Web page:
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you with all the constancy and fervour of her present years and
character, united to the trustfulness and attachment of the early
days in which you were lost to her.

I know perfectly well that if you had been restored to her from the
world beyond this life, you could hardly be invested, in her sight,
with a more sacred character than that in which you are always
with her. I know that when she is clinging to you, the hands of
baby, girl, and woman, all in one, are round your neck. I know that
in loving you she sees and loves her mother at her own age, sees
and loves you at my age, loves her mother broken-hearted, loves
you through your dreadful trial and in your blessed restoration. I
have known this, night and day, since I have known you in your
home.” Her father sat silent, with his face bent down. His
breathing was a little quickened; but he repressed all other signs of

“Dear Doctor Manette, always knowing this, always seeing her and
you with this hallowed light about you, I have forborne, and
forborne, as long as it was in the nature of man to do it. I have felt,
and do even now feel, that to bring my loveeven mine-between
you, is to touch your history with something not quite so good as
itself. But I love her. Heaven is my witness that I love her!” “I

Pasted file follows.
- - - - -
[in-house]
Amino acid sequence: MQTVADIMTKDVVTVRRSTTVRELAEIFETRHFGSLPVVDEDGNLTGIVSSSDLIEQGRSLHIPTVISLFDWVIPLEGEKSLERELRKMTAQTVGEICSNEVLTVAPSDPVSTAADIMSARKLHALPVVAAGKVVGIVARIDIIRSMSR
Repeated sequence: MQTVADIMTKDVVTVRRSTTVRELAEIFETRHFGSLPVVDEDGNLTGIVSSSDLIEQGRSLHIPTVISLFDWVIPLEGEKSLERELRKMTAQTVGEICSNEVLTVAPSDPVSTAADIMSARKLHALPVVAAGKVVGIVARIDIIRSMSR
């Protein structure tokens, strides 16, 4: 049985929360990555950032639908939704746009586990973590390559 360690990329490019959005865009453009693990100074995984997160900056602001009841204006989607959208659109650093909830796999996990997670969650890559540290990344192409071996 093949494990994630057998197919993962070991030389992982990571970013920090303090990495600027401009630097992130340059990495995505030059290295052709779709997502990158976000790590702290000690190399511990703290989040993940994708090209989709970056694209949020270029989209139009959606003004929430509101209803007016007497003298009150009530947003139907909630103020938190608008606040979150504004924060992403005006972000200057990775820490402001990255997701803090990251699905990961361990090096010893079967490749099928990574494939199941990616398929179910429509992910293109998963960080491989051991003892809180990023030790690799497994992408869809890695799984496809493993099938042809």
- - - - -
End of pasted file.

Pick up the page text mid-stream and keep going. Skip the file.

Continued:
believe it,” answered her father, mournfully. “I have thought so
before now. I believe it.” “But, do not believe,” said Darnay, upon
whose ear the mournful voice struck with a reproachful sound,
“that if my fortune were so cast as that, being one day so happy as
to make her my wife, I must at any time put any separation
between her and you, I could or would breathe a word of what I
now say. Besides that I should know it to be hopeless, I should
know it to be a baseness. If I had any such possibility, even at a
remote distance of years, harboured in my thoughts, and hidden in
my heart-if it ever had been there-if it ever could be there-I could
not now touch this honoured hand.” He laid his own upon it as he

“No, dear Doctor Manette. Like you, a voluntary exile from France;
like you, driven from it by its distractions, oppressions, and
miseries; like you, striving to live away from it by my own
exertions, and trusting in a happier future; I look only to sharing
your fortunes, sharing your Life and home, and being faithful to
you to the death. Not to divide with Lucie her privilege as your
child, companion, and friend; but to come in aid of it, and bind her
closer to you, if such a thing can be.” His touch still lingered on her
father’s hand. Answering the touch for a moment, but not coldly,
her father rested his hands upon the arms of his chair, and looked
up for the first time since the beginning of the conference. A
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